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    You probably noticed the neck hanging in the last picture.. OK, you twisted my arm. Let's take a look at that.

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    I wasn't about to take a heat gun to the neck.. I won't do this again for less than $100 per hour...

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  8. JoeBguitar

    JoeBguitar Senior Member

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    My first thought was to save the logo:

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    In the end, I decided that would not look good. Time to do some online research:

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    After some clear and amber nitro, the new decals were applied (no, I did not install the "Custom Shop" logo - I didn't even know that would come with the order)

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  9. JoeBguitar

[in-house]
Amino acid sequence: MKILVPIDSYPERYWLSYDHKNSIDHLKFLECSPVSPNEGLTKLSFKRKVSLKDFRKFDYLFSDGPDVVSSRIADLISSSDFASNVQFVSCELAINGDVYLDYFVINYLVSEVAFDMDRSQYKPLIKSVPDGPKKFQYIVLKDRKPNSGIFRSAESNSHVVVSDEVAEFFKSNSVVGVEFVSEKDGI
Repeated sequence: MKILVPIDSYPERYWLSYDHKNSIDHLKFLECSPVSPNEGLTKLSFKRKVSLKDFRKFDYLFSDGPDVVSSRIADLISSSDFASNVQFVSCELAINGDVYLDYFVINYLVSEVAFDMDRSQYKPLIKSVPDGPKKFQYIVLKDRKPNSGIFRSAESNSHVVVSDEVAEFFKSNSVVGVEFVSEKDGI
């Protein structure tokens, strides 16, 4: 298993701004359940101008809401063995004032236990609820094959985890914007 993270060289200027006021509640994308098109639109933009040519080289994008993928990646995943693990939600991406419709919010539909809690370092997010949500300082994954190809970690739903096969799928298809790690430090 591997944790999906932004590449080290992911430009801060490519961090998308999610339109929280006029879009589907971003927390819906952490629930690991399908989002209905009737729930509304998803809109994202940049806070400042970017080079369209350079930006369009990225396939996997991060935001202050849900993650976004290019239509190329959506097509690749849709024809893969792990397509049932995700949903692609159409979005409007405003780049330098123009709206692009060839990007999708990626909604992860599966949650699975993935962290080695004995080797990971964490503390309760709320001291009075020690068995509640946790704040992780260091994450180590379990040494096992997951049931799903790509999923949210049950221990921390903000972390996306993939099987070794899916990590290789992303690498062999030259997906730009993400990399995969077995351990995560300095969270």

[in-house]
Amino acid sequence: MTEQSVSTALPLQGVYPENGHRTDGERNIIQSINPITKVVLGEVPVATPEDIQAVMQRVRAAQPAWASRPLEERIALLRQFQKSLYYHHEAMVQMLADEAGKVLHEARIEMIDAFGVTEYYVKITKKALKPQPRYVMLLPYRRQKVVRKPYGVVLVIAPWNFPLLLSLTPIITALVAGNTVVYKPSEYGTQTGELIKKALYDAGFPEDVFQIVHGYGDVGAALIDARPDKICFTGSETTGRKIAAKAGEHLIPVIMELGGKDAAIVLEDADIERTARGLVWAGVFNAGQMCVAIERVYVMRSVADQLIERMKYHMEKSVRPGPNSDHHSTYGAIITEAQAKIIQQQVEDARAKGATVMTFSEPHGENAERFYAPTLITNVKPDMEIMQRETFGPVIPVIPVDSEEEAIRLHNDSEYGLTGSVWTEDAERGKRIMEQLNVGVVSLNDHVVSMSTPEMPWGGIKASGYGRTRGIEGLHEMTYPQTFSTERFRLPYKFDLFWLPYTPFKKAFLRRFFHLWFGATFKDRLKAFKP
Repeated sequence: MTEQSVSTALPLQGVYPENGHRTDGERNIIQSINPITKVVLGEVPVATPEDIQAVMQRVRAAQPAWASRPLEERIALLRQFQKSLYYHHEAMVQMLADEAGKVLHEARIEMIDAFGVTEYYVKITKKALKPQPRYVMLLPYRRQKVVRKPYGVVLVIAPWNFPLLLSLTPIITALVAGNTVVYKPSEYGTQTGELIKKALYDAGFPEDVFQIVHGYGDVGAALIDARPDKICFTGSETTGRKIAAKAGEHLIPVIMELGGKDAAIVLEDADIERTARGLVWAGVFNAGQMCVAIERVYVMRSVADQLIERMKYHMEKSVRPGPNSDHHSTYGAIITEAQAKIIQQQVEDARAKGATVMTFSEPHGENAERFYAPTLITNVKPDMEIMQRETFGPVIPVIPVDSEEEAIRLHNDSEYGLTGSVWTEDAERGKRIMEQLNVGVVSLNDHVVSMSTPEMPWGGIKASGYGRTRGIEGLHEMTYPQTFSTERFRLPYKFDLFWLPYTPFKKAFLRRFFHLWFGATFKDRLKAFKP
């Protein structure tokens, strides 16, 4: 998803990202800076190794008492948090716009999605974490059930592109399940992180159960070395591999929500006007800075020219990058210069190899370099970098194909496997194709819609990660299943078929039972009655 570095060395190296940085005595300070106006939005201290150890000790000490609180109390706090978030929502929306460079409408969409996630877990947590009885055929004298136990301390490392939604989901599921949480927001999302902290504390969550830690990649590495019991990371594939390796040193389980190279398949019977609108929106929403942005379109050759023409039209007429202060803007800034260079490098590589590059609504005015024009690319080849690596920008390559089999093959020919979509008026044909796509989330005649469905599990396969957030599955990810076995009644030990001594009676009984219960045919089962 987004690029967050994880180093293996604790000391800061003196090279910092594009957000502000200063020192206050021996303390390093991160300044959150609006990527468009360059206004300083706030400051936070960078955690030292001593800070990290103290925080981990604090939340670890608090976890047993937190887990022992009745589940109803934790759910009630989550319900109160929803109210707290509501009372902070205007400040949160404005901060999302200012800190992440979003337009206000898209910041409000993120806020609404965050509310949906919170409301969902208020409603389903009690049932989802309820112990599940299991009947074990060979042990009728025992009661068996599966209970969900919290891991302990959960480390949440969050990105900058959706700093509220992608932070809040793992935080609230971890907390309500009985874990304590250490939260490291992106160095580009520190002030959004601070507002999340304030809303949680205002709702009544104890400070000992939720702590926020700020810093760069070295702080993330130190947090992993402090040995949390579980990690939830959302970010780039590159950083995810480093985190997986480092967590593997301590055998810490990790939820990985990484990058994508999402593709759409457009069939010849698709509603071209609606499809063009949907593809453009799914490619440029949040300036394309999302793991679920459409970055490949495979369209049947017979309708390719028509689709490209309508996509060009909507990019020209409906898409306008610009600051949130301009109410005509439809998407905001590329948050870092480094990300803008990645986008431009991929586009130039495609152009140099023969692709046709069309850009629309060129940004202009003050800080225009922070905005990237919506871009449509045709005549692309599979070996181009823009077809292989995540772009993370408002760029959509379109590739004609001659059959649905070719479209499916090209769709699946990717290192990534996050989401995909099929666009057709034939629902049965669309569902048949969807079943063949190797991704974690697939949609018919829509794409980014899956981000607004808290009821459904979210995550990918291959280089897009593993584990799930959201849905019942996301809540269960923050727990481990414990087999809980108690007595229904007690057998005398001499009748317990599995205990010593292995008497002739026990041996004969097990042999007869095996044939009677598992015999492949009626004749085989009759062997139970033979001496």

JoeBguitar Senior Member

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    Fast forward a few days and the neck is done (with the exception of a few weeks drying and then sand/polish):

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  10. JoeBguitar

    JoeBguitar Senior Member

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    Back to the body... After removing the "templates" and spraying the amber color, I wasn't really impressed:

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    Like I said before, it looks like those vintage strats had black borders on the front. I was sure I could blend this with my tobacco brown nitro....

    Going to bed now.. Will update tomorrow :lol:
     
  11. JoeBguitar

    JoeBguitar Senior Member

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    OK, one more photo for tonight:

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  12. JoeBguitar

    JoeBguitar Senior Member